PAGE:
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I Believe Survivors: Reflections On The Ghomeshi Verdict

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CRIMINAL JUSTICE
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Last week in one of the most followed cases of the year, Mr. Ghomeshi was found not guilty on all charges related to sexual violence. Before anything, I would like to speak to the survivors of this case and all women who have been subject to sexual violence. While I respect the rule of law and the legitimacy of our criminal justice system, I recognize that sometimes the difference between the legal guilt and factual guilt is pronounced.

Therefore, I am of the firm belief that yesterday's result shall not in any way undermine or repudiate the reality of what has happened to you. I believe you -- and thank you for inspiring us with your courage by coming forward to tell your story and to fight for the belief that no matter how many years have passed, or how wealthy or well-respected the abuser is, sexual violence will not be tolerated in Canada. Thank you for leading the way.

The significance of this trial goes well beyond any conviction or acquittal. Mr. Ghomeshi's case has sent us all a clear message that there are serious flaws in the way that we deal with sexual assault cases. And of course the problem does not only lie within our criminal justice system. Let us not forget that our criminal justice system is founded upon the principles of fundamental justice as enshrined in the Canadian Charter of Rights and Freedom.

In Canada, we firmly believe in the presumption of innocence as it is a fundamental human right and indispensable for preventing wrongful convictions and upholding justice. However, it is the time to acknowledge that if our criminal justice system does not adapt itself to the reality of cases like this, its legitimacy will be undermined in the eyes of Canadians. Our justice system gains its legitimacy by being effective and fair; and fairness needs to extend to both survivors and offenders.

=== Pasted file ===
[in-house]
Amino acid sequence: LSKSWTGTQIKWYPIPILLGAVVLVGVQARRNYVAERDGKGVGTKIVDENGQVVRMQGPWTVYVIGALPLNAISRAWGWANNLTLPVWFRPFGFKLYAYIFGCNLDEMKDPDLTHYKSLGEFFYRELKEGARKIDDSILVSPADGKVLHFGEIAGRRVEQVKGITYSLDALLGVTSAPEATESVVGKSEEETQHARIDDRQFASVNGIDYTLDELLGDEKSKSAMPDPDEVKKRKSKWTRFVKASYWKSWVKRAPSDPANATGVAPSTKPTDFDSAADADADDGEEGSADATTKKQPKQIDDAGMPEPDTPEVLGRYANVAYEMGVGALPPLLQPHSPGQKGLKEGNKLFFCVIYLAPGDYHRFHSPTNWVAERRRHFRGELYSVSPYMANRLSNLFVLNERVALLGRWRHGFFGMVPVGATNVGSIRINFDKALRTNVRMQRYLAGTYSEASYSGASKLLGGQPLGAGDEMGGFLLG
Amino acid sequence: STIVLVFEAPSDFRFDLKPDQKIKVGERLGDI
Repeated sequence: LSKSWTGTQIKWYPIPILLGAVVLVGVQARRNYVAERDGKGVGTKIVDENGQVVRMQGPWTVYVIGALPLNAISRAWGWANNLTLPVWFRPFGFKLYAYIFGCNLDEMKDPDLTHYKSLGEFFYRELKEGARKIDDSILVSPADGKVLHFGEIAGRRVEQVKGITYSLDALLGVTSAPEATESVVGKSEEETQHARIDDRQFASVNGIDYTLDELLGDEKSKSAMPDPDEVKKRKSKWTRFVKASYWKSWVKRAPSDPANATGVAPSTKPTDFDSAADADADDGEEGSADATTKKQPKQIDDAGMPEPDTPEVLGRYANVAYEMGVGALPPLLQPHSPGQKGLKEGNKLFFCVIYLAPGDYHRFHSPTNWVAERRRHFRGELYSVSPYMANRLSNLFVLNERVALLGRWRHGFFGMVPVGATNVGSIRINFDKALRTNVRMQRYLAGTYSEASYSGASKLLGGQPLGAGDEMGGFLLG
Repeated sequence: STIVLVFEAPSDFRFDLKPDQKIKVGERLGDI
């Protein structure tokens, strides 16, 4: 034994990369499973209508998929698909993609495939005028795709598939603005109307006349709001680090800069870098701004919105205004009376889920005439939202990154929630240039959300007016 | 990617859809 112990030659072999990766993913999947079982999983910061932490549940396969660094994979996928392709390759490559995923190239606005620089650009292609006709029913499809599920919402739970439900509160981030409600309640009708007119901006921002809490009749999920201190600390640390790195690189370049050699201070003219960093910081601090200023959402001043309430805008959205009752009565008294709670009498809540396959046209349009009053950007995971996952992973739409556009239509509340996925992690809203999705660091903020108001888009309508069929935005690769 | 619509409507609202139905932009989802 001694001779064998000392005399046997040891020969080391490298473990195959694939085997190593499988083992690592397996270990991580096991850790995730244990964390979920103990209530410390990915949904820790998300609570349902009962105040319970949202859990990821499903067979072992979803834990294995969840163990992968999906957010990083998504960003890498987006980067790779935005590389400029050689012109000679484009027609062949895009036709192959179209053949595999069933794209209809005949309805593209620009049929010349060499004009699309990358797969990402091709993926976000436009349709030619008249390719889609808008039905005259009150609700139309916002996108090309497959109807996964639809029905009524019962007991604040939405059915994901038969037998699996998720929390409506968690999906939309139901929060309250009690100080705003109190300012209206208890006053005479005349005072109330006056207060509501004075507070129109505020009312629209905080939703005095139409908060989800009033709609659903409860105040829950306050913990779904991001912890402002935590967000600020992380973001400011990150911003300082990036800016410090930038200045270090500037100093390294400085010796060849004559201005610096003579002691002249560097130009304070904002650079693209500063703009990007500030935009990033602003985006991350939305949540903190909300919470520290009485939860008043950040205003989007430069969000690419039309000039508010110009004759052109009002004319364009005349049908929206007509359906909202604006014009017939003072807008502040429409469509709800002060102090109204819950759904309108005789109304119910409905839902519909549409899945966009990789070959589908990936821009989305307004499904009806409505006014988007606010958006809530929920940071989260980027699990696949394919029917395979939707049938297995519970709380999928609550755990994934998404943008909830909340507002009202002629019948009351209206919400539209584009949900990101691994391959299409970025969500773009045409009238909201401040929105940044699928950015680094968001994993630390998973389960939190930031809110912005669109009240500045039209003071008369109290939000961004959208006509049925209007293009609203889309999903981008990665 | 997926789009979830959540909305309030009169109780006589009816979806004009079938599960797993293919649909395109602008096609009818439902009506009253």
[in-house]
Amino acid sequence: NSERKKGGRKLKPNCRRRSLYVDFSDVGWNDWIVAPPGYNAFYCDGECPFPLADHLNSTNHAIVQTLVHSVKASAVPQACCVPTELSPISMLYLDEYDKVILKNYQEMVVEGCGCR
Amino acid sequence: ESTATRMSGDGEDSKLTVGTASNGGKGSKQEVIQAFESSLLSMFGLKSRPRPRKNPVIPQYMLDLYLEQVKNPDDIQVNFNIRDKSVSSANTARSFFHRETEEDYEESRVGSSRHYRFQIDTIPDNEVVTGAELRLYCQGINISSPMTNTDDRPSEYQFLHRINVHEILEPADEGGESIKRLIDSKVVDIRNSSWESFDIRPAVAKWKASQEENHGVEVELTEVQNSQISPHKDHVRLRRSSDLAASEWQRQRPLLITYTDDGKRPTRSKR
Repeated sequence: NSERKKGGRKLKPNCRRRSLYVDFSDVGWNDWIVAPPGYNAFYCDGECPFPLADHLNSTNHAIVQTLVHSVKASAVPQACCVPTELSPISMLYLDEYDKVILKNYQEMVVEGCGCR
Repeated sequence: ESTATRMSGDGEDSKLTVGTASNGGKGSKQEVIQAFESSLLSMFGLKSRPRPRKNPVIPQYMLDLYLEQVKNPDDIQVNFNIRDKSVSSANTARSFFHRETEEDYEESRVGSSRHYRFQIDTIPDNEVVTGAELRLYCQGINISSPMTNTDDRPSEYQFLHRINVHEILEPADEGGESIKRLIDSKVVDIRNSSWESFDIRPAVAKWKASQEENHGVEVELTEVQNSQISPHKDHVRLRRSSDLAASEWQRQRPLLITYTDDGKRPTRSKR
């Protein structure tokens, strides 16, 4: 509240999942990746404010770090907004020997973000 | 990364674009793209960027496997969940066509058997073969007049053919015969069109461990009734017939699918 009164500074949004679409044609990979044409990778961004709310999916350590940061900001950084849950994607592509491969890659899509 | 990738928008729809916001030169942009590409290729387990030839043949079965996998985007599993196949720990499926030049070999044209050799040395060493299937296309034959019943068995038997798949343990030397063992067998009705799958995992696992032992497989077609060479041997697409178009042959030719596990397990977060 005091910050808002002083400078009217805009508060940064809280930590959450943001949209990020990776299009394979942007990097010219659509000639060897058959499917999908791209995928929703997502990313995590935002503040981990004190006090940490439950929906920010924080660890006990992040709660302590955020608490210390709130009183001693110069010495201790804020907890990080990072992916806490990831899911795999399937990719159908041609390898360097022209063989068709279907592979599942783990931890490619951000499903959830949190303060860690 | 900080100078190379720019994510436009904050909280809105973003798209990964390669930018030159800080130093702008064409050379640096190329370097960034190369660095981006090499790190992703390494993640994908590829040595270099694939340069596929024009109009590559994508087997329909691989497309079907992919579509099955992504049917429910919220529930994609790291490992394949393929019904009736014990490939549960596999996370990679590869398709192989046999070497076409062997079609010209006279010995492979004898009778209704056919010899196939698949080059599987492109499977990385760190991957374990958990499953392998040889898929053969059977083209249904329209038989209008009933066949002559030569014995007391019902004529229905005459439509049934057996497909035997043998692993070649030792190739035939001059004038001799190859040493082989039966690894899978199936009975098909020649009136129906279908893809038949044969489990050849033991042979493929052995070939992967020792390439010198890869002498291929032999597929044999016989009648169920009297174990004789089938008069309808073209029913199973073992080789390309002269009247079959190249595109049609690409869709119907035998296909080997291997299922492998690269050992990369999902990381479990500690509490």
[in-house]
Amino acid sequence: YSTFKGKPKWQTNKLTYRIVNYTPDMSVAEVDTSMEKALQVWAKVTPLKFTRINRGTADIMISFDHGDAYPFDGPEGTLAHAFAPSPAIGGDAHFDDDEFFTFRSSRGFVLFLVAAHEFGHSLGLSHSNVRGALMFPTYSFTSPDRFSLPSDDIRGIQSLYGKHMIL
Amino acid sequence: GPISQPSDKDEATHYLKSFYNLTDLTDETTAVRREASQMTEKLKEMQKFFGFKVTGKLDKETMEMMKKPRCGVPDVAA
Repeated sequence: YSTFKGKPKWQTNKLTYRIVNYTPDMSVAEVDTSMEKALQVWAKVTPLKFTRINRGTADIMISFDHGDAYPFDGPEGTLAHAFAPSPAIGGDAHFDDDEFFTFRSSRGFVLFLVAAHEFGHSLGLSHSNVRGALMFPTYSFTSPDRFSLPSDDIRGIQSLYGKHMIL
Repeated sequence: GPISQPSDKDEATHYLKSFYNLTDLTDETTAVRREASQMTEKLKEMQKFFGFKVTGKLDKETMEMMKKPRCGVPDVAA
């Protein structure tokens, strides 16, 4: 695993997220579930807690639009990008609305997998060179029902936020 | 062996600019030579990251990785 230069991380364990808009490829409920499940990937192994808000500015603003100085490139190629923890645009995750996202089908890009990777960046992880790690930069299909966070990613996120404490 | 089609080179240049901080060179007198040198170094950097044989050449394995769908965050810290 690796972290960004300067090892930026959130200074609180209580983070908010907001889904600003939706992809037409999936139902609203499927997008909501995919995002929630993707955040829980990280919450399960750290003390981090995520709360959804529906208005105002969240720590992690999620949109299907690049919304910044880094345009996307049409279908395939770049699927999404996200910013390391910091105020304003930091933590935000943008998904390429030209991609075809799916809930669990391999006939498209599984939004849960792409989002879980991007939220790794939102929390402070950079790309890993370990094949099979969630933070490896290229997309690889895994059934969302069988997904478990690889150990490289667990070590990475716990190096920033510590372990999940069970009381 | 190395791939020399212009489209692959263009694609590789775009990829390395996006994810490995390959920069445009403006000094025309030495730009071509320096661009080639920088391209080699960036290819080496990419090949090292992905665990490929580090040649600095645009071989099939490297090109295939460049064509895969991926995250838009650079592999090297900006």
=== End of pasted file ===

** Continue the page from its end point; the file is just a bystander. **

This case clearly showed us that our system is not easy to navigate for the survivors of sexual assaults, who already feel traumatized by the experience. We should ask ourselves: How much support and information is provided to the survivors during the process?

Are the survivors usually aware of the realities of an adversarial system?

Do sexual assault survivors understand what a true cross-examination entails before being subject to vigorous questioning?

Do they fully appreciate the Crown's duty of full disclosure?

Or the high standard of beyond reasonable doubt?

We cannot expect the survivors to trust our system of justice if it is not easily accessible to them; if they do not know how to use it; and if they do not know who to turn to when they are in need.

Do we need more resources to support and educate survivors? Should we move away from our adversarial system? Do we need to lower the standard of proof? Should the accused be compelled to testify? These are all questions where the answers are not easily attainable. One thing though is certain; the status quo is not good enough and the numbers attest to that.

• 1 in 4 women in North American will be sexually assaulted during their lifetime
• Of every 100 incidents of sexual assault, only 6 are reported to the police
• Only 1 - 2% of "date rape" sexual assaults are reported to the police
• 83% of women with disabilities will be sexually assaulted during their lifetime
• 57% of Indigenous women have been sexually abused

The numbers are alarming. Now, we all have a duty to bring change and our duty goes well beyond the criminal justice system. We have a duty to empower survivors. We should work to overcome the obstacles that prevent survivors to talk freely and openly about sexual assaults.

We have to create a culture that allows women to speak up without the fear of being judged by a society that is still filled with stereotypes. We need to instill confidence in survivors. They should be able to stand up and talk -- not just in courtrooms, but in police stations, campuses, schools, and workplaces. Mr. Ghomeshi's case is just a beginning for us. We should all act.

In the words of the Honourable L'Heureux-Dubé: "Violence against women is as much a matter of equality as it is an offence against human dignity and a violation of human rights."

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